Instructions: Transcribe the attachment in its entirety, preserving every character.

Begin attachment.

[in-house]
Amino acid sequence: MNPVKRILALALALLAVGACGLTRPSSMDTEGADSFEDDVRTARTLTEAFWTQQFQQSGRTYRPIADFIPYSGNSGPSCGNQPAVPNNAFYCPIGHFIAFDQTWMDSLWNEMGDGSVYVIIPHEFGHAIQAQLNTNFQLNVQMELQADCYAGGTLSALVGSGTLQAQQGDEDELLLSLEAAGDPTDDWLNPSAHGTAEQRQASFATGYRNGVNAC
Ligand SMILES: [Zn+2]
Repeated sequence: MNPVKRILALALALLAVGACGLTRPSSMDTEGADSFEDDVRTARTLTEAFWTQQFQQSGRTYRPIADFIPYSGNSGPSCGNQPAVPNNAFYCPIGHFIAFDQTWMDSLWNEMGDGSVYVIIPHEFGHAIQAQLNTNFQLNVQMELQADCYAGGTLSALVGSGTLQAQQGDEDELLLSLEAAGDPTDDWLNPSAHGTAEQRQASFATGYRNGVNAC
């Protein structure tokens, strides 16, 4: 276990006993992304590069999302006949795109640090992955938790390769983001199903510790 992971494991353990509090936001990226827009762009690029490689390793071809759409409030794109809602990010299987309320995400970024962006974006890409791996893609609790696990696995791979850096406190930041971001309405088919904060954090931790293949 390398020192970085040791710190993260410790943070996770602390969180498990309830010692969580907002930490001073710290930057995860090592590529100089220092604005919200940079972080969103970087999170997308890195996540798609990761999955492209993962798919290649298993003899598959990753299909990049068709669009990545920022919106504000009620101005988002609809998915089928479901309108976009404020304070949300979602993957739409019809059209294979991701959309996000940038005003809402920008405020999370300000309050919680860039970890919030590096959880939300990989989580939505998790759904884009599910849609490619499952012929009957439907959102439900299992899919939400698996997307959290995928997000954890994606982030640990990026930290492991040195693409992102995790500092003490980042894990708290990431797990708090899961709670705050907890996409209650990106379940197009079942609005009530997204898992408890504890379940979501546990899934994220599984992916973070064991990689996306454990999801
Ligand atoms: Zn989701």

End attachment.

[in-house]
Amino acid sequence: MNPVKRILALALALLAVGACGLTRPSSMDTEGADSFEDDVRTARTLTEAFWTQQFQQSGRTYRPIADFIPYSGNSGPSCGNQPAVPNNAFYCPIGHFIAFDQTWMDSLWNEMGDGSVYVIIPHEFGHAIQAQLNTNFQLNVQMELQADCYAGGTLSALVGSGTLQAQQGDEDELLLSLEAAGDPTDDWLNPSAHGTAEQRQASFATGYRNGVNAC
Ligand SMILES: [Zn+2]
Repeated sequence: MNPVKRILALALALLAVGACGLTRPSSMDTEGADSFEDDVRTARTLTEAFWTQQFQQSGRTYRPIADFIPYSGNSGPSCGNQPAVPNNAFYCPIGHFIAFDQTWMDSLWNEMGDGSVYVIIPHEFGHAIQAQLNTNFQLNVQMELQADCYAGGTLSALVGSGTLQAQQGDEDELLLSLEAAGDPTDDWLNPSAHGTAEQRQASFATGYRNGVNAC
């Protein structure tokens, strides 16, 4: 276990006993992304590069999302006949795109640090992955938790390769983001199903510790 992971494991353990509090936001990226827009762009690029490689390793071809759409409030794109809602990010299987309320995400970024962006974006890409791996893609609790696990696995791979850096406190930041971001309405088919904060954090931790293949 390398020192970085040791710190993260410790943070996770602390969180498990309830010692969580907002930490001073710290930057995860090592590529100089220092604005919200940079972080969103970087999170997308890195996540798609990761999955492209993962798919290649298993003899598959990753299909990049068709669009990545920022919106504000009620101005988002609809998915089928479901309108976009404020304070949300979602993957739409019809059209294979991701959309996000940038005003809402920008405020999370300000309050919680860039970890919030590096959880939300990989989580939505998790759904884009599910849609490619499952012929009957439907959102439900299992899919939400698996997307959290995928997000954890994606982030640990990026930290492991040195693409992102995790500092003490980042894990708290990431797990708090899961709670705050907890996409209650990106379940197009079942609005009530997204898992408890504890379940979501546990899934994220599984992916973070064991990689996306454990999801
Ligand atoms: Zn989701």